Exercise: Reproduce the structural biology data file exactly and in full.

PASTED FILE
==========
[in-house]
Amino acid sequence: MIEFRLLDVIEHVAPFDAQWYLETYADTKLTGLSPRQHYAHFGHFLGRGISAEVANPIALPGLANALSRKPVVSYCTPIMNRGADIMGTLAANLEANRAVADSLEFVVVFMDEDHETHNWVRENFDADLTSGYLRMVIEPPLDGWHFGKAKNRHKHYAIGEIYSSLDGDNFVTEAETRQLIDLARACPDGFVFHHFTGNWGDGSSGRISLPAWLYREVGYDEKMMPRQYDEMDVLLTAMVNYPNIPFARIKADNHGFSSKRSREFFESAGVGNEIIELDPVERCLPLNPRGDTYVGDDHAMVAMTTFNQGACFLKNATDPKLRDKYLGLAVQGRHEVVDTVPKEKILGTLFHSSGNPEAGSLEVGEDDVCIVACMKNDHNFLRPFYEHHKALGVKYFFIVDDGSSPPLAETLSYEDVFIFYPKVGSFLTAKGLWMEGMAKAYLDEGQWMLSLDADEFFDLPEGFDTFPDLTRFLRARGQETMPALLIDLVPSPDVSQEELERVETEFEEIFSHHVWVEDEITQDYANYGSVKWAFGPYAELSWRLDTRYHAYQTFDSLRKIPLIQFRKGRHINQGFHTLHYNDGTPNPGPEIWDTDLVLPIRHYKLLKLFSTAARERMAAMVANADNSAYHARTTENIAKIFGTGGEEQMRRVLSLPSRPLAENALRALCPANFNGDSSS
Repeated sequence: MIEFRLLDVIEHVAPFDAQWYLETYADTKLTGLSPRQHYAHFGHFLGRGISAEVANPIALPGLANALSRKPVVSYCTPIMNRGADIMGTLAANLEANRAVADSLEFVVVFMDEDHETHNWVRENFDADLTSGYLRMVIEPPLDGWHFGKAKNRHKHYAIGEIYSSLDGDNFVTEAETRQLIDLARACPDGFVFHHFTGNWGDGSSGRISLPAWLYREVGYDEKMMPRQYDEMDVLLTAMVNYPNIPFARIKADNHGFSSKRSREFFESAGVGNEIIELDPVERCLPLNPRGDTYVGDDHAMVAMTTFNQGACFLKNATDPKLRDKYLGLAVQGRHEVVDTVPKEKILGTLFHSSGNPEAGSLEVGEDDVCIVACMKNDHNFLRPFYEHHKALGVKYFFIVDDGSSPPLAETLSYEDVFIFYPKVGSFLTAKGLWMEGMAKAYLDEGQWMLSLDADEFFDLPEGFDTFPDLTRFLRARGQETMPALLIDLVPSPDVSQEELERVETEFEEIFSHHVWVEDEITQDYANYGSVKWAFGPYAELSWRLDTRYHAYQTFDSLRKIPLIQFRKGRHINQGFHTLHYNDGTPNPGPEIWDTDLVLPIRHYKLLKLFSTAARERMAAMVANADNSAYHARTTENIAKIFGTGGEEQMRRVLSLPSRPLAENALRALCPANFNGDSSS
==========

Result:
[in-house]
Amino acid sequence: MIEFRLLDVIEHVAPFDAQWYLETYADTKLTGLSPRQHYAHFGHFLGRGISAEVANPIALPGLANALSRKPVVSYCTPIMNRGADIMGTLAANLEANRAVADSLEFVVVFMDEDHETHNWVRENFDADLTSGYLRMVIEPPLDGWHFGKAKNRHKHYAIGEIYSSLDGDNFVTEAETRQLIDLARACPDGFVFHHFTGNWGDGSSGRISLPAWLYREVGYDEKMMPRQYDEMDVLLTAMVNYPNIPFARIKADNHGFSSKRSREFFESAGVGNEIIELDPVERCLPLNPRGDTYVGDDHAMVAMTTFNQGACFLKNATDPKLRDKYLGLAVQGRHEVVDTVPKEKILGTLFHSSGNPEAGSLEVGEDDVCIVACMKNDHNFLRPFYEHHKALGVKYFFIVDDGSSPPLAETLSYEDVFIFYPKVGSFLTAKGLWMEGMAKAYLDEGQWMLSLDADEFFDLPEGFDTFPDLTRFLRARGQETMPALLIDLVPSPDVSQEELERVETEFEEIFSHHVWVEDEITQDYANYGSVKWAFGPYAELSWRLDTRYHAYQTFDSLRKIPLIQFRKGRHINQGFHTLHYNDGTPNPGPEIWDTDLVLPIRHYKLLKLFSTAARERMAAMVANADNSAYHARTTENIAKIFGTGGEEQMRRVLSLPSRPLAENALRALCPANFNGDSSS
Repeated sequence: MIEFRLLDVIEHVAPFDAQWYLETYADTKLTGLSPRQHYAHFGHFLGRGISAEVANPIALPGLANALSRKPVVSYCTPIMNRGADIMGTLAANLEANRAVADSLEFVVVFMDEDHETHNWVRENFDADLTSGYLRMVIEPPLDGWHFGKAKNRHKHYAIGEIYSSLDGDNFVTEAETRQLIDLARACPDGFVFHHFTGNWGDGSSGRISLPAWLYREVGYDEKMMPRQYDEMDVLLTAMVNYPNIPFARIKADNHGFSSKRSREFFESAGVGNEIIELDPVERCLPLNPRGDTYVGDDHAMVAMTTFNQGACFLKNATDPKLRDKYLGLAVQGRHEVVDTVPKEKILGTLFHSSGNPEAGSLEVGEDDVCIVACMKNDHNFLRPFYEHHKALGVKYFFIVDDGSSPPLAETLSYEDVFIFYPKVGSFLTAKGLWMEGMAKAYLDEGQWMLSLDADEFFDLPEGFDTFPDLTRFLRARGQETMPALLIDLVPSPDVSQEELERVETEFEEIFSHHVWVEDEITQDYANYGSVKWAFGPYAELSWRLDTRYHAYQTFDSLRKIPLIQFRKGRHINQGFHTLHYNDGTPNPGPEIWDTDLVLPIRHYKLLKLFSTAARERMAAMVANADNSAYHARTTENIAKIFGTGGEEQMRRVLSLPSRPLAENALRALCPANFNGDSSS